America's Cup: Dream come true for Sir Ben Ainslie Ainslie
Last Updated: 26/09/13 8:58am
Oracle tactician Sir Ben Ainslie drinks champagne from the America's Cup trophy
Sir Ben Ainslie has admitted he has achieved a childhood dream in winning the America's Cup.
Ainslie was crucial to Oracle's success in San Francisco with the 36-year-old helping to mastermind one of the great sporting comebacks.
Ainslie was drafted in as tactician after Race Five, with Team New Zealand having already opened up a commanding lead.
However from being 8-1 down, Oracle came storming back to rattle of eight successive wins and lift the Auld Mug once again.
And Ainslie told Sky Sports that the victory in the event was a dream come true.
The four-time Olympic gold medallist said: "It is huge for the team and for me personally. As a kid I dreamt of one day being involved in the America's Cup.
"I grew up down in Falmouth in Cornwall and used to watch Peter de Savary's America's Cup boats training, so to win it is unbelievable and perhaps one day we can see a British team winning it.
"We've a very proud maritime heritage in the UK and it is where it all started in 1851 so hopefully we will see it back in British waters."
Ainslie, who formed Ben Ainslie Racing with a view to taking part in the next America's Cup, believes there are no reason why Britain can't bring the competition home.
"I think we have, in terms of the sailors and designers, the talent in the UK but it takes a lot to bring this together in terms of the commercial support and the financial support to run one of these teams," he said.
"Now this America's Cup is over things will develop pretty quickly for the next one so we will have to see where and when that will be and what type of boat it will be but a British team is something that is very viable and if we got the right people together it could ultimately be successful."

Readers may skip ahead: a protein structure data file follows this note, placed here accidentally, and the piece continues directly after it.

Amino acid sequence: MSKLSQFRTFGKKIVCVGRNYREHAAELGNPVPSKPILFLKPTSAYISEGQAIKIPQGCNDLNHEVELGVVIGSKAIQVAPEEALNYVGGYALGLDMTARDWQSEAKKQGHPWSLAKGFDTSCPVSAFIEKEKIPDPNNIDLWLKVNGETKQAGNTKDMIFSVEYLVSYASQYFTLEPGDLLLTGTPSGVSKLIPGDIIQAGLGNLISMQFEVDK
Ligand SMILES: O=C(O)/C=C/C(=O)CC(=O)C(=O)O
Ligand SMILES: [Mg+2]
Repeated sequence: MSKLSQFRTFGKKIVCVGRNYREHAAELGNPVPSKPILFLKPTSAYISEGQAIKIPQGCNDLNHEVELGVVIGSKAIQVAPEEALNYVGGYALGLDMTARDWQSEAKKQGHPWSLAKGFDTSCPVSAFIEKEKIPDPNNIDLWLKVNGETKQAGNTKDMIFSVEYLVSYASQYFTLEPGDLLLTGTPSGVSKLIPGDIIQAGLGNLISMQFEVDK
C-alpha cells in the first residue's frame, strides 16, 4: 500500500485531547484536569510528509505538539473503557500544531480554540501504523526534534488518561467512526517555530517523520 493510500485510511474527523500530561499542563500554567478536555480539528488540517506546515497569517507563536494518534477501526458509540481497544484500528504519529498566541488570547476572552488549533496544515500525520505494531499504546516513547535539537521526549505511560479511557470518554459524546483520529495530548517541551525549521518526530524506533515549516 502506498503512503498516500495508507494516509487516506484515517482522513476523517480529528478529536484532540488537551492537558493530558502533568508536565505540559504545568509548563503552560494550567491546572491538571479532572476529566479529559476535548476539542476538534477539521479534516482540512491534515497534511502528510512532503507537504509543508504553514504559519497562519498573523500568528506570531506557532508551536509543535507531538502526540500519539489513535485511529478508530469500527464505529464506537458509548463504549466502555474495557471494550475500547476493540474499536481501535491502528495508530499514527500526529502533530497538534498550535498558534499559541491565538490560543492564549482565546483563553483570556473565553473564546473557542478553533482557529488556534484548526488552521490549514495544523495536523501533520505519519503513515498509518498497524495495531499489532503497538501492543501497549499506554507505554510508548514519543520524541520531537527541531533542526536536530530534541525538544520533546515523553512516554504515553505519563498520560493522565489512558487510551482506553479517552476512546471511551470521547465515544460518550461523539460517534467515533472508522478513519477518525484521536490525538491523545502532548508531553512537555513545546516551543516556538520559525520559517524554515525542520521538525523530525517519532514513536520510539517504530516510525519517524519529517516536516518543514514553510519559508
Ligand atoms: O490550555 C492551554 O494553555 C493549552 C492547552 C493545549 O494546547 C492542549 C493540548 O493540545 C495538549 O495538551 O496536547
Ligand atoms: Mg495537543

Ainslie has previously tasted success as an individual, winning world and Olympic titles in the single-handed Finn and Laser Radial classes.
However he admitted it was a special feeling to be part of a winning team.
"My Olympic sailing background has been in single-handed boats," he said.
Highlights from the final day
"That is great as it is pretty much down to the individual. You have coaches and people in the background helping you out but when you are out on the water you are on your own.
"The America's Cup is completely different. These teams are 100, 130-people strong. There are 11 people of the boat racing but a massive support crew in the background, from yacht designers to engineers, boat builders.
"It really is a big team effort and a big design effort as well. It has been amazing to be part of that team and to win as a team. To go through what this team has been through in the build-up to this event and during it and to then be involved in such an epic comeback has been an amazing experience."
Ainslie was called in replace tactician John Kostecki despite normally being a helmsman but he was able to quickly adapt to the new role - forming an instant bond with skipper Jimmy Spithill and strategist/grinder Tom Slingsby.
"A tactician is really responsible for deciding the strategy and the tactics where the boat goes on the course, how you try to manipulate the opposition if you are in the lead and how you hang on," said Ainslie.
"It is a different role for me, normally I am a helmsman so it is a little like going from a striker on a football team to a controlling midfield position.
"It is something I jumped at and I built a fantastic relationship with Jimmy Spithill, the skipper, and Tom Slingsby, who was at the back of the boat, and between the three of us we really got on a roll and the 11 guys on the boat really did a fantastic job.
"It is an incredible comeback and I don't think anyone thought we could comeback from 8-1 down."